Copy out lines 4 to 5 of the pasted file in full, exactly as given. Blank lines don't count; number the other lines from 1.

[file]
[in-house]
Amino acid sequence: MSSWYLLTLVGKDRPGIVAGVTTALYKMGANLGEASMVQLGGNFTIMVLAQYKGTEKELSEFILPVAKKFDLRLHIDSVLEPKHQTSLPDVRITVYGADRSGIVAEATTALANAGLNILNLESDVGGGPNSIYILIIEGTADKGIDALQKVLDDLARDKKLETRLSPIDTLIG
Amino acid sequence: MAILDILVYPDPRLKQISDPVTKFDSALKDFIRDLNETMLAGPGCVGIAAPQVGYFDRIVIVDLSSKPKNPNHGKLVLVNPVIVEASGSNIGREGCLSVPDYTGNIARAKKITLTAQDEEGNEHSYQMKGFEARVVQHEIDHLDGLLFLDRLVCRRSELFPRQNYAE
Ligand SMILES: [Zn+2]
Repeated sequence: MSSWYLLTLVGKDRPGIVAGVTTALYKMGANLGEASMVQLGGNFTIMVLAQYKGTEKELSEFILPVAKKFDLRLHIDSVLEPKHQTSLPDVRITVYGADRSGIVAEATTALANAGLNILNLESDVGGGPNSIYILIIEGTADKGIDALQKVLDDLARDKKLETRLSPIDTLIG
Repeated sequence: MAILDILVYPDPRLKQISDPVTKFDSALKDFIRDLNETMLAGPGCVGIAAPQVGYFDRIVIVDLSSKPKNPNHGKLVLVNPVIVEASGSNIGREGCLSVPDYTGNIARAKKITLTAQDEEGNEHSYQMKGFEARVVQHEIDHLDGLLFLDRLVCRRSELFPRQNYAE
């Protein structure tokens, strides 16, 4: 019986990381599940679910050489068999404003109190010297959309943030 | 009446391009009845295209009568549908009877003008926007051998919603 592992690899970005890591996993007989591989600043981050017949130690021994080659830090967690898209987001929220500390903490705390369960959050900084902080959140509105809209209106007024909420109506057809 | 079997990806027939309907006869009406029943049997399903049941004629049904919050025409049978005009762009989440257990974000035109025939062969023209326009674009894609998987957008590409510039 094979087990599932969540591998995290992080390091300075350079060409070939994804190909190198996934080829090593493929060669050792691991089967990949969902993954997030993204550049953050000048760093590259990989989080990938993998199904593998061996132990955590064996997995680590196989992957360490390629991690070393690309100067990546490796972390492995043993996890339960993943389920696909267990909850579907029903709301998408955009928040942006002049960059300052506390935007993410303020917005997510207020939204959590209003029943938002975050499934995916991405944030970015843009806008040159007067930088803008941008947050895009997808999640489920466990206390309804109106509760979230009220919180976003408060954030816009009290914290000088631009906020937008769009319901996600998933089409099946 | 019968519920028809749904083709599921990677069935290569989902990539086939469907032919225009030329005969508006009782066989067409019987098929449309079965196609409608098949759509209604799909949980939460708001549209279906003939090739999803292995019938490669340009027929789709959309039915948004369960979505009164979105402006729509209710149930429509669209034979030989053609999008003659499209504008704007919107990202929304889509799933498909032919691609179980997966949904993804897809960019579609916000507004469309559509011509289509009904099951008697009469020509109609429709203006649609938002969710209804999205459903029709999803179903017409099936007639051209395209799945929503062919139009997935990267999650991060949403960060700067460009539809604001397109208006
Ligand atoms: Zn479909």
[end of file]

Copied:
Ligand SMILES: [Zn+2]
Repeated sequence: MSSWYLLTLVGKDRPGIVAGVTTALYKMGANLGEASMVQLGGNFTIMVLAQYKGTEKELSEFILPVAKKFDLRLHIDSVLEPKHQTSLPDVRITVYGADRSGIVAEATTALANAGLNILNLESDVGGGPNSIYILIIEGTADKGIDALQKVLDDLARDKKLETRLSPIDTLIG